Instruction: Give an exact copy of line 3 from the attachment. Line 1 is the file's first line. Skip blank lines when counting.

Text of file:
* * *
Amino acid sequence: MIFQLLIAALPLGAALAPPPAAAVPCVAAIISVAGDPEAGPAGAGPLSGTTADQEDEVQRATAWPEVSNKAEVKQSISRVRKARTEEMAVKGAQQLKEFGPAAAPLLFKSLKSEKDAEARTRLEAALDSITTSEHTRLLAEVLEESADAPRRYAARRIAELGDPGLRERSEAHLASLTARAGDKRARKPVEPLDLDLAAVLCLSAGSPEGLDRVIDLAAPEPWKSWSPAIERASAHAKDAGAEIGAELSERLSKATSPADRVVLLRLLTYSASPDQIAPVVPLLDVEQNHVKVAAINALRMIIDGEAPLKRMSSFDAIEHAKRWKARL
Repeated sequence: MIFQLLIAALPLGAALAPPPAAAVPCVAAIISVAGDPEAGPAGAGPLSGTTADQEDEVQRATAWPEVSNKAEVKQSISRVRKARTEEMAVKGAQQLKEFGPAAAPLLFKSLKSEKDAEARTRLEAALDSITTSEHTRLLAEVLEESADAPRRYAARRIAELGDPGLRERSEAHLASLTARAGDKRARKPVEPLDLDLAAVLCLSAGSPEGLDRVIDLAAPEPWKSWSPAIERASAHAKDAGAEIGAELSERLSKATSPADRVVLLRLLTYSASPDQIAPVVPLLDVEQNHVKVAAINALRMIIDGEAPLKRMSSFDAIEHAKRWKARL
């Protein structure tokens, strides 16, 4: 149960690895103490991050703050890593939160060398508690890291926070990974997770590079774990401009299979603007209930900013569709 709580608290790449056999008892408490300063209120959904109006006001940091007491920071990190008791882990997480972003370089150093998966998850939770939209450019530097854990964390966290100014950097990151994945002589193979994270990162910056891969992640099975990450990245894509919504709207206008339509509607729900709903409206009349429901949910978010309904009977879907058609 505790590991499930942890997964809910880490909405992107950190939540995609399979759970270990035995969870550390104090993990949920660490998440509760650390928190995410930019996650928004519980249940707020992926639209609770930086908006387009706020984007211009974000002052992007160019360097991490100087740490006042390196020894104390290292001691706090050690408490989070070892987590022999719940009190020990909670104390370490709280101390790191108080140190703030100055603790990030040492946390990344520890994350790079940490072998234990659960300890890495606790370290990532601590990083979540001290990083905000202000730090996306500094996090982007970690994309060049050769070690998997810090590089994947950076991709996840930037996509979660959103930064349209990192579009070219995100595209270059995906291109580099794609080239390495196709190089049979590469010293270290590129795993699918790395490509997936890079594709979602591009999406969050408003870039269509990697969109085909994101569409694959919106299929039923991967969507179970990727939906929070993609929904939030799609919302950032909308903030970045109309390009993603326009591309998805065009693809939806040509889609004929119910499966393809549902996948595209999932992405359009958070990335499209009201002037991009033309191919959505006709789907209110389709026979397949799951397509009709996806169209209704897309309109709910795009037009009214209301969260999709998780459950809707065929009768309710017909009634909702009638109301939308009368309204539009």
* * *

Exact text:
């Protein structure tokens, strides 16, 4: 149960690895103490991050703050890593939160060398508690890291926070990974997770590079774990401009299979603007209930900013569709 709580608290790449056999008892408490300063209120959904109006006001940091007491920071990190008791882990997480972003370089150093998966998850939770939209450019530097854990964390966290100014950097990151994945002589193979994270990162910056891969992640099975990450990245894509919504709207206008339509509607729900709903409206009349429901949910978010309904009977879907058609 505790590991499930942890997964809910880490909405992107950190939540995609399979759970270990035995969870550390104090993990949920660490998440509760650390928190995410930019996650928004519980249940707020992926639209609770930086908006387009706020984007211009974000002052992007160019360097991490100087740490006042390196020894104390290292001691706090050690408490989070070892987590022999719940009190020990909670104390370490709280101390790191108080140190703030100055603790990030040492946390990344520890994350790079940490072998234990659960300890890495606790370290990532601590990083979540001290990083905000202000730090996306500094996090982007970690994309060049050769070690998997810090590089994947950076991709996840930037996509979660959103930064349209990192579009070219995100595209270059995906291109580099794609080239390495196709190089049979590469010293270290590129795993699918790395490509997936890079594709979602591009999406969050408003870039269509990697969109085909994101569409694959919106299929039923991967969507179970990727939906929070993609929904939030799609919302950032909308903030970045109309390009993603326009591309998805065009693809939806040509889609004929119910499966393809549902996948595209999932992405359009958070990335499209009201002037991009033309191919959505006709789907209110389709026979397949799951397509009709996806169209209704897309309109709910795009037009009214209301969260999709998780459950809707065929009768309710017909009634909702009638109301939308009368309204539009």